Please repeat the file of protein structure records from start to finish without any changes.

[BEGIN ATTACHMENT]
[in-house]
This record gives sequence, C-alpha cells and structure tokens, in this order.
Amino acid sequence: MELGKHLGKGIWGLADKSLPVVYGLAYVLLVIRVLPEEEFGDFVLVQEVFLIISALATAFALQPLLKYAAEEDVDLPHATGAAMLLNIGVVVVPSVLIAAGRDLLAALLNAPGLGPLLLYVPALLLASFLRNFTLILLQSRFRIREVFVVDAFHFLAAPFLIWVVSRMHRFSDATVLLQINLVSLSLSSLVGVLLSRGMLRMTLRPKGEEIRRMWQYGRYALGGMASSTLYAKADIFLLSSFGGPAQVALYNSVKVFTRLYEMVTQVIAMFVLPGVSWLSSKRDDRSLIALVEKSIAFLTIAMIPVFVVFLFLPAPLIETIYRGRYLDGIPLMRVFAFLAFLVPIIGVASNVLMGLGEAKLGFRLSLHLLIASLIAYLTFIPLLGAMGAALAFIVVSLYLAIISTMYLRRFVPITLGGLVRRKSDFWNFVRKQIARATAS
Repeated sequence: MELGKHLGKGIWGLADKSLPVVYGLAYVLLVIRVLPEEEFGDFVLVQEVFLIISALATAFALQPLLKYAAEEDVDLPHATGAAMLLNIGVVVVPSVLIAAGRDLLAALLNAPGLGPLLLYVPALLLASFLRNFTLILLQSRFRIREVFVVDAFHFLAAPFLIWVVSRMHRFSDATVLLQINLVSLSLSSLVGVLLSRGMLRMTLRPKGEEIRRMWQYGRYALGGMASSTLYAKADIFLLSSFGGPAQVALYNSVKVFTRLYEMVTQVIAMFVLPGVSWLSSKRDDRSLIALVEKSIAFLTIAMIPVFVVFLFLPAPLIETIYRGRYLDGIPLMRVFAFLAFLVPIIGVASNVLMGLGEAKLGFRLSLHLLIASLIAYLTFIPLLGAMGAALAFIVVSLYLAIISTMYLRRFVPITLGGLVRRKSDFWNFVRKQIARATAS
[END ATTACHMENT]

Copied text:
[in-house]
This record gives sequence, C-alpha cells and structure tokens, in this order.
Amino acid sequence: MELGKHLGKGIWGLADKSLPVVYGLAYVLLVIRVLPEEEFGDFVLVQEVFLIISALATAFALQPLLKYAAEEDVDLPHATGAAMLLNIGVVVVPSVLIAAGRDLLAALLNAPGLGPLLLYVPALLLASFLRNFTLILLQSRFRIREVFVVDAFHFLAAPFLIWVVSRMHRFSDATVLLQINLVSLSLSSLVGVLLSRGMLRMTLRPKGEEIRRMWQYGRYALGGMASSTLYAKADIFLLSSFGGPAQVALYNSVKVFTRLYEMVTQVIAMFVLPGVSWLSSKRDDRSLIALVEKSIAFLTIAMIPVFVVFLFLPAPLIETIYRGRYLDGIPLMRVFAFLAFLVPIIGVASNVLMGLGEAKLGFRLSLHLLIASLIAYLTFIPLLGAMGAALAFIVVSLYLAIISTMYLRRFVPITLGGLVRRKSDFWNFVRKQIARATAS
Repeated sequence: MELGKHLGKGIWGLADKSLPVVYGLAYVLLVIRVLPEEEFGDFVLVQEVFLIISALATAFALQPLLKYAAEEDVDLPHATGAAMLLNIGVVVVPSVLIAAGRDLLAALLNAPGLGPLLLYVPALLLASFLRNFTLILLQSRFRIREVFVVDAFHFLAAPFLIWVVSRMHRFSDATVLLQINLVSLSLSSLVGVLLSRGMLRMTLRPKGEEIRRMWQYGRYALGGMASSTLYAKADIFLLSSFGGPAQVALYNSVKVFTRLYEMVTQVIAMFVLPGVSWLSSKRDDRSLIALVEKSIAFLTIAMIPVFVVFLFLPAPLIETIYRGRYLDGIPLMRVFAFLAFLVPIIGVASNVLMGLGEAKLGFRLSLHLLIASLIAYLTFIPLLGAMGAALAFIVVSLYLAIISTMYLRRFVPITLGGLVRRKSDFWNFVRKQIARATAS